Man but that's a lot of water! at any given time, the far side of the falls are hidden behind a dense curtain of mist from the 6 million cubic feet of water which pour every minute down into the river 180 feet below. So much water!

This was our hotel, the Mariott Fallsview which, other than the great view on offer, didn't impress me all that much. Just a few little snags occurred which made our stay less than perfect, which at the prices we were paying, you expect them to be. Case in point, we noticed upon arrival that the mini-bar had not been restocked since the last guest and there was an empty bottle of wine in there. It now seems that despite my telling the front desk clerk when we checked out that this had happened, I've been charged about 60$ for the bottle of wine and god knows what else was missing from in there. Not pleased, but we'll see how their accounting department deals with this.

Since we arrived relatively late, we headed out right away for a bit of a walk and to grab a bite to eat. As we were walking around we had a hilariously frustrating encounter with a dense gentleman from south of the border. We got to a point near the Casino where a groundhog was walking around on the grass, ignoring all the passersby.
I said to Yoshiko: Look, there's a groundhog.
The gentleman standing next to us said: What is that?
Me: A groundhog.
Him: No it's not.
Me: ... Yes it is.
Him: Nah, we have those in our back yard down in Buffalo.
Me: What do you call them?
Him: I don't know.
Me: ... (Is this guy for real?)
If you don't know what it is, why are you arguing with me that it's not a groundhog.... DUMBASS! I went on to discuss the fine points of groundhogs with this moron before moving on, still not sure whether he believed me. Maybe he thought groundhogs didn't come this far North? What with the cold and everything? I know US Customs and Border Patrol are pretty tough, but come on.... Good story which I've enjoyed telling a few times already. As we got back to our hotel room, it was getting dark and we were eventually faced with this lovely view of the falls lit up for the night. To the right are the Canadian Horseshoe Falls, with the American Falls also lit up farther on the left.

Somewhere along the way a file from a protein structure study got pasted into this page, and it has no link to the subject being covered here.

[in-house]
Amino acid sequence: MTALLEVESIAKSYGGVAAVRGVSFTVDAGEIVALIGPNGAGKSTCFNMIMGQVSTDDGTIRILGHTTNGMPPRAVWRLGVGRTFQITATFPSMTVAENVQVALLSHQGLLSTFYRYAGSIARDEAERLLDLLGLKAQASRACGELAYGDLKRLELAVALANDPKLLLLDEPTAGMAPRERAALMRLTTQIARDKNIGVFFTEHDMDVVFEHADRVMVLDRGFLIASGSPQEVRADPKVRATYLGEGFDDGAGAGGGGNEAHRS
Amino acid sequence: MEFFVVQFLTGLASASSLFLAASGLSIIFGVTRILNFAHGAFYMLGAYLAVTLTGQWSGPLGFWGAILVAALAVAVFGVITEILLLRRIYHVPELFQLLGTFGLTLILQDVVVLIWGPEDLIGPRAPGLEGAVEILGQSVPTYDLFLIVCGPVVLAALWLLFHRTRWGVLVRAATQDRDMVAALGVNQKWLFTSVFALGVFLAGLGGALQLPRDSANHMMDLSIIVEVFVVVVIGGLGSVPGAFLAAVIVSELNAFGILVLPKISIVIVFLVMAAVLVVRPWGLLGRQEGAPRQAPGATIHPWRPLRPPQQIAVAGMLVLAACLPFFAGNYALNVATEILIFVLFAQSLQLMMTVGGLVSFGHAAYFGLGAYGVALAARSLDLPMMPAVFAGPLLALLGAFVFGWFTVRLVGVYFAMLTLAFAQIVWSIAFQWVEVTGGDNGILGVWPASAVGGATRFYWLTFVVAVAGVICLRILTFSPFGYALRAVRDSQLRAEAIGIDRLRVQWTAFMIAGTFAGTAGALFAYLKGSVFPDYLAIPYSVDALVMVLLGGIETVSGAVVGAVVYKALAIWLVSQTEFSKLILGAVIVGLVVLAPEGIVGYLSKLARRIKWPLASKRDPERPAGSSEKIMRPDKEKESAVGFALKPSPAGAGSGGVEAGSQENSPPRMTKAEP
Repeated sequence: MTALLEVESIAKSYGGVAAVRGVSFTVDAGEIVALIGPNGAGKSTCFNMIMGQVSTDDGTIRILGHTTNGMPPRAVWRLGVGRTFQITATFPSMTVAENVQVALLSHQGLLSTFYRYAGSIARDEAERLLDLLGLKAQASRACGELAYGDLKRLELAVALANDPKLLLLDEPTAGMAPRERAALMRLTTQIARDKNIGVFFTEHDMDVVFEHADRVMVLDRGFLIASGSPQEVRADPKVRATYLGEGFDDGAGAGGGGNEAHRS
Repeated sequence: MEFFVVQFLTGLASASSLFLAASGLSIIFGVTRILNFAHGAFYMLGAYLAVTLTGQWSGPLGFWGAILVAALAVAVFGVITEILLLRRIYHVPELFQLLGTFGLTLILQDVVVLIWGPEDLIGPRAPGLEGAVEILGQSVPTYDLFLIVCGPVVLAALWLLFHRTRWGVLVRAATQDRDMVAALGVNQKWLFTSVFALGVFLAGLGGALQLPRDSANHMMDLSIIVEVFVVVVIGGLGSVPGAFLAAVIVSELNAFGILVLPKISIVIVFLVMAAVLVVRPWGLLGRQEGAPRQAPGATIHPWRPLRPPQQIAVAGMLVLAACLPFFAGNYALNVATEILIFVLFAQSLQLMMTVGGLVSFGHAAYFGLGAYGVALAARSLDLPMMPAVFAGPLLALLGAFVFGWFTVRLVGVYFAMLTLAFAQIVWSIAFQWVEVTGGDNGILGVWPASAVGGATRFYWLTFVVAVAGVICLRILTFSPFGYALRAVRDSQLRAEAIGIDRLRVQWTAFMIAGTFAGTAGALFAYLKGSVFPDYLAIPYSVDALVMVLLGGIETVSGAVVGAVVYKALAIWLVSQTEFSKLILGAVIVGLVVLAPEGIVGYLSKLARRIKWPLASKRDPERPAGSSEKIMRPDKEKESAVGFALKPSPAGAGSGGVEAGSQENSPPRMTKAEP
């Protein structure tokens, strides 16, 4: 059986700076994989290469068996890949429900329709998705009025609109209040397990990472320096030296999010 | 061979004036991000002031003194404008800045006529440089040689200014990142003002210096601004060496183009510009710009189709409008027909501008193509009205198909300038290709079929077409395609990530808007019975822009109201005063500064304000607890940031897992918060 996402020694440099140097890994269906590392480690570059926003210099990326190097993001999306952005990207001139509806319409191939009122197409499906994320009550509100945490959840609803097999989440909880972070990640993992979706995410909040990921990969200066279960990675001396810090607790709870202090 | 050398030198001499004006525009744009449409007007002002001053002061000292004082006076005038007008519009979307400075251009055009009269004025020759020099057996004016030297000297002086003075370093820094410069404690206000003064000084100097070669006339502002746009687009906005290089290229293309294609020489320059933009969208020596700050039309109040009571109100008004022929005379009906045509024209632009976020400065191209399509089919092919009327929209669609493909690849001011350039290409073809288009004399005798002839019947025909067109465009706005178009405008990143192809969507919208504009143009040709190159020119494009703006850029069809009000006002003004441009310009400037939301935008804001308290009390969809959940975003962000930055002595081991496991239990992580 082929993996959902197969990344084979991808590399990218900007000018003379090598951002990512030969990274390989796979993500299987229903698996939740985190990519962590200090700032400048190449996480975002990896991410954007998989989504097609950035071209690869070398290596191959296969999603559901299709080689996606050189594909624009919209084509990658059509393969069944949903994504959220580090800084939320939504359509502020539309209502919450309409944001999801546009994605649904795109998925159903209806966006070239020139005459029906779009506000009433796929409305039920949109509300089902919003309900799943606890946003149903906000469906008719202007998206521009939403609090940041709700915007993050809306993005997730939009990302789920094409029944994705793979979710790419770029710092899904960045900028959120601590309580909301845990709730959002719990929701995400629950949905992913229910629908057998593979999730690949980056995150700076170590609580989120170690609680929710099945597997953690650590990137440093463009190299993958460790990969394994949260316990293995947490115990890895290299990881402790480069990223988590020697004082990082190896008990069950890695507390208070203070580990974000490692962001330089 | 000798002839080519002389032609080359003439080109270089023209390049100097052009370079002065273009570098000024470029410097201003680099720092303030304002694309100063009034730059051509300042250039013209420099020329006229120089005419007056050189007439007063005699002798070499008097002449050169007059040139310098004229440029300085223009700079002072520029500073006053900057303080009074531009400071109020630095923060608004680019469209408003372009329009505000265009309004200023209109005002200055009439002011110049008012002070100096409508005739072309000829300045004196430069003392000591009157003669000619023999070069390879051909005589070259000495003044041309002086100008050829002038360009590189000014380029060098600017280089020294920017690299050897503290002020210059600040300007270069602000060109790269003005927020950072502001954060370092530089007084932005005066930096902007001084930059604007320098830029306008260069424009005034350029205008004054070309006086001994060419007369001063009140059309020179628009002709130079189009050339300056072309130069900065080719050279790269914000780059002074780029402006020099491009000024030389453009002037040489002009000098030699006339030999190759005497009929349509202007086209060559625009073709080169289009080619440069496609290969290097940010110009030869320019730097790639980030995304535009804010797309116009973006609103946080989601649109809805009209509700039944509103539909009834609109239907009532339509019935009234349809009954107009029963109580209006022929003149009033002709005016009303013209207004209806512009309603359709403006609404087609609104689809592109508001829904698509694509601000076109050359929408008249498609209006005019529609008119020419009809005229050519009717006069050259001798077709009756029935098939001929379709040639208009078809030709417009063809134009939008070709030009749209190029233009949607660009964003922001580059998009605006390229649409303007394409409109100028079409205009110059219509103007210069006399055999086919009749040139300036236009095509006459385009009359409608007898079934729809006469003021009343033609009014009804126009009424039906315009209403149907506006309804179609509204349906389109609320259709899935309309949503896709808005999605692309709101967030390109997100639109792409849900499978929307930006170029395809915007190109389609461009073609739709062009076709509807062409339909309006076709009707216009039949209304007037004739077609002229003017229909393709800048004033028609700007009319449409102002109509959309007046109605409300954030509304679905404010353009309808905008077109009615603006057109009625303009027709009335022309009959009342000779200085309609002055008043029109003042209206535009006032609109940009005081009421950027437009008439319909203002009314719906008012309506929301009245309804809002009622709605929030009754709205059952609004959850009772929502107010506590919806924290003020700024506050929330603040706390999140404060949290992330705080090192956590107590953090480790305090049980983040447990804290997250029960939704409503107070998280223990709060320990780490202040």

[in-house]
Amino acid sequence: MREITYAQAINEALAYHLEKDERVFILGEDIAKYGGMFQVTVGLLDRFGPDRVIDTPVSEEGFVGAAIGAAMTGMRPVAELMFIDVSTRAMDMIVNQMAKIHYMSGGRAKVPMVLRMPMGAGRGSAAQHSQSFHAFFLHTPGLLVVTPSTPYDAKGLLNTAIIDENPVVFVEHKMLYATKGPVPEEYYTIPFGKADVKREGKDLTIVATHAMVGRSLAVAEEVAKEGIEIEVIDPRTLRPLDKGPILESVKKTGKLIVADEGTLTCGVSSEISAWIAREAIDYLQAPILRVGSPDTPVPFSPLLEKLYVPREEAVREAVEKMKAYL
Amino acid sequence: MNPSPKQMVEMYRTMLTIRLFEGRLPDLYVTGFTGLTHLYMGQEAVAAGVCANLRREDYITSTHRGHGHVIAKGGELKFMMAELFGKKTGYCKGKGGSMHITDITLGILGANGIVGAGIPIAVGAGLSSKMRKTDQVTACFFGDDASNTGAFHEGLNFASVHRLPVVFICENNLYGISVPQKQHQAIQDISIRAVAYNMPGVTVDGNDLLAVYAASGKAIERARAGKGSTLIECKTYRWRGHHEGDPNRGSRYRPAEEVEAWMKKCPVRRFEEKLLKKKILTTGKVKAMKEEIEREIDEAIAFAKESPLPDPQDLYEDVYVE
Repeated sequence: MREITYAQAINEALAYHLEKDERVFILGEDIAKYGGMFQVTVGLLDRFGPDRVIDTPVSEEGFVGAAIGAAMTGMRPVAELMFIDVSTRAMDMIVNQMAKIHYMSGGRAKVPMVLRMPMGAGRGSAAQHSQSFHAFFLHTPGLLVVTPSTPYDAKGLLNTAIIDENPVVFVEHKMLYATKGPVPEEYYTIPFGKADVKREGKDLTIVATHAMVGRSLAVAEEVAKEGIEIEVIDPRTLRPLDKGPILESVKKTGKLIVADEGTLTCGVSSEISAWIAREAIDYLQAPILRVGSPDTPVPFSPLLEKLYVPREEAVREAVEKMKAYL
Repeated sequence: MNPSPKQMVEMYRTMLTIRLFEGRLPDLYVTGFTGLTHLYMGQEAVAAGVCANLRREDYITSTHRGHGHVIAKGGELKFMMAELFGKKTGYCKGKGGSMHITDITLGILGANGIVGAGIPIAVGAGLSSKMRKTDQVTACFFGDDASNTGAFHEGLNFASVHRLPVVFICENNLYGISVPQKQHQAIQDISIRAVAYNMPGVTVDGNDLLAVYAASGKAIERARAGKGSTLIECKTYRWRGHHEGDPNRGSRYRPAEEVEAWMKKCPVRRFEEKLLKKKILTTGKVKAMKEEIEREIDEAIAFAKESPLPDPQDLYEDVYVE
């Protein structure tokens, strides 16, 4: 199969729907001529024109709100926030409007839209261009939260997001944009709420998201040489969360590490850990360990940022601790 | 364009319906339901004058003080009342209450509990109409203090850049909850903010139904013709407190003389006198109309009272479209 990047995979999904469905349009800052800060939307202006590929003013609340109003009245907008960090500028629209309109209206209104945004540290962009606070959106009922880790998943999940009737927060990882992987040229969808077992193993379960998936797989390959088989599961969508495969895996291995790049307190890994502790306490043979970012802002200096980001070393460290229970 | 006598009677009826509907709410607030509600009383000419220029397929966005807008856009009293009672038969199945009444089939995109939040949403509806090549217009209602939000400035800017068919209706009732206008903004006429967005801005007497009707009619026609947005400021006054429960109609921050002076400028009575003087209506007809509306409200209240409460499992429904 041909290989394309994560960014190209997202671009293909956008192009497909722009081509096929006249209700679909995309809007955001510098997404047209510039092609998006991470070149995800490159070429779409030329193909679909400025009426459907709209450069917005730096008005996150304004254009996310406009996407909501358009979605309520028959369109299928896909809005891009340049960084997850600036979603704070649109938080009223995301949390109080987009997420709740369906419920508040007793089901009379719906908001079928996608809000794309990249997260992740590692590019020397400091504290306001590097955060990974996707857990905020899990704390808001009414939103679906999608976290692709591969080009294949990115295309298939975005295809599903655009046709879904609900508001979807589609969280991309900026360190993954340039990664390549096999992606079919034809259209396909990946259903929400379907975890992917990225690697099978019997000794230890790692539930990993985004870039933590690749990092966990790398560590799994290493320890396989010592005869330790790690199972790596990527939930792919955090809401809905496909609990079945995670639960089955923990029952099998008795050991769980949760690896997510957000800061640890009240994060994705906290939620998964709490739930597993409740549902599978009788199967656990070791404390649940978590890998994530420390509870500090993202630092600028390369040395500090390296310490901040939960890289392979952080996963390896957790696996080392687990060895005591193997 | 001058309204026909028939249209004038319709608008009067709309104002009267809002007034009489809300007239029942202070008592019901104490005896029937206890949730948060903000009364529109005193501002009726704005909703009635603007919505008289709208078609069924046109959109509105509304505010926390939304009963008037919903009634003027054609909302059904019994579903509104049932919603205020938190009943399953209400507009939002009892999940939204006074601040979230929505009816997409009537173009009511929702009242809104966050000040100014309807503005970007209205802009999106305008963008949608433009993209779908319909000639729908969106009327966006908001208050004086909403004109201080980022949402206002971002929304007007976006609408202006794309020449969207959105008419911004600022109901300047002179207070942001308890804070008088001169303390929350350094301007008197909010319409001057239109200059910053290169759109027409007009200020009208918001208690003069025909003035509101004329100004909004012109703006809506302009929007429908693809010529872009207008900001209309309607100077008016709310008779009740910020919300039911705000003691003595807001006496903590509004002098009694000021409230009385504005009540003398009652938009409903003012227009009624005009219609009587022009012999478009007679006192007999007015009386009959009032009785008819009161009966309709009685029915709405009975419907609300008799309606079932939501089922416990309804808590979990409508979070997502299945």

Monday morning, we were up bright and early and made our way to Table Rock overlooking the falls while the rest of the tourists were still having breakfast. This gave us a nice unobstructed view of the falls and made the visit quite enjoyable.

As we made our way down the side of the river towards the dock for the Maid of the Mist, we spotted one of the tour boats in question down in the water.

They end up getting quite close to the falls, and I found it quite amusing to see at the people in their blue rain suits... like a boat full of blueberries.

Of course, we quickly turned into blueberries ourselves as we arrived at the dock and donned our suits. The ride was fantastic! Well worth the $14. We ended up making a run for the front of the ship where we were bounced around and sprayed from all directions, it was great!

On our next visit, when we'll have a bit more time, we'll definitely hit up the tour which takes you behind the falls... somewhere behind this curtain of falling water.

Seeing as we had a 6+ hour drive ahead of us still, we headed back to the hotel to check out around noon and stopped by the Taki (which means falls) Japanese Restaurant and enjoyed a very nice meal. And cheap! Good stuff for sure.